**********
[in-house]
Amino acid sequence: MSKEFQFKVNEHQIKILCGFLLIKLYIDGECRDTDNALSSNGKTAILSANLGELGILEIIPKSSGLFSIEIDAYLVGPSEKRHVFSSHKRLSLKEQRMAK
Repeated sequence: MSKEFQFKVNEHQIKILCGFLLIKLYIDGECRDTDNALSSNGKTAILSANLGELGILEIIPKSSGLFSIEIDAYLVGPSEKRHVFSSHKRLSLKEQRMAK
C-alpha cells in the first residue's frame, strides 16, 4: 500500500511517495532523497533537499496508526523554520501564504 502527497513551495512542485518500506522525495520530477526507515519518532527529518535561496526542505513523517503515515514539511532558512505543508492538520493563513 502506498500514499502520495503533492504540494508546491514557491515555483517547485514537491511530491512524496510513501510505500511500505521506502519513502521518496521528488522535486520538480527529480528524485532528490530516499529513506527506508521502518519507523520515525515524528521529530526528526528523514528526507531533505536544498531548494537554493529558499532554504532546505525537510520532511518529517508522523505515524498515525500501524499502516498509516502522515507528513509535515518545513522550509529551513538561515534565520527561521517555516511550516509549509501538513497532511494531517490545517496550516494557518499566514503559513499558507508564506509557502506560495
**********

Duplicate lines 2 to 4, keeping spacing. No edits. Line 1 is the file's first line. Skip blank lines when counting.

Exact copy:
Amino acid sequence: MSKEFQFKVNEHQIKILCGFLLIKLYIDGECRDTDNALSSNGKTAILSANLGELGILEIIPKSSGLFSIEIDAYLVGPSEKRHVFSSHKRLSLKEQRMAK
Repeated sequence: MSKEFQFKVNEHQIKILCGFLLIKLYIDGECRDTDNALSSNGKTAILSANLGELGILEIIPKSSGLFSIEIDAYLVGPSEKRHVFSSHKRLSLKEQRMAK
C-alpha cells in the first residue's frame, strides 16, 4: 500500500511517495532523497533537499496508526523554520501564504 502527497513551495512542485518500506522525495520530477526507515519518532527529518535561496526542505513523517503515515514539511532558512505543508492538520493563513 502506498500514499502520495503533492504540494508546491514557491515555483517547485514537491511530491512524496510513501510505500511500505521506502519513502521518496521528488522535486520538480527529480528524485532528490530516499529513506527506508521502518519507523520515525515524528521529530526528526528523514528526507531533505536544498531548494537554493529558499532554504532546505525537510520532511518529517508522523505515524498515525500501524499502516498509516502522515507528513509535515518545513522550509529551513538561515534565520527561521517555516511550516509549509501538513497532511494531517490545517496550516494557518499566514503559513499558507508564506509557502506560495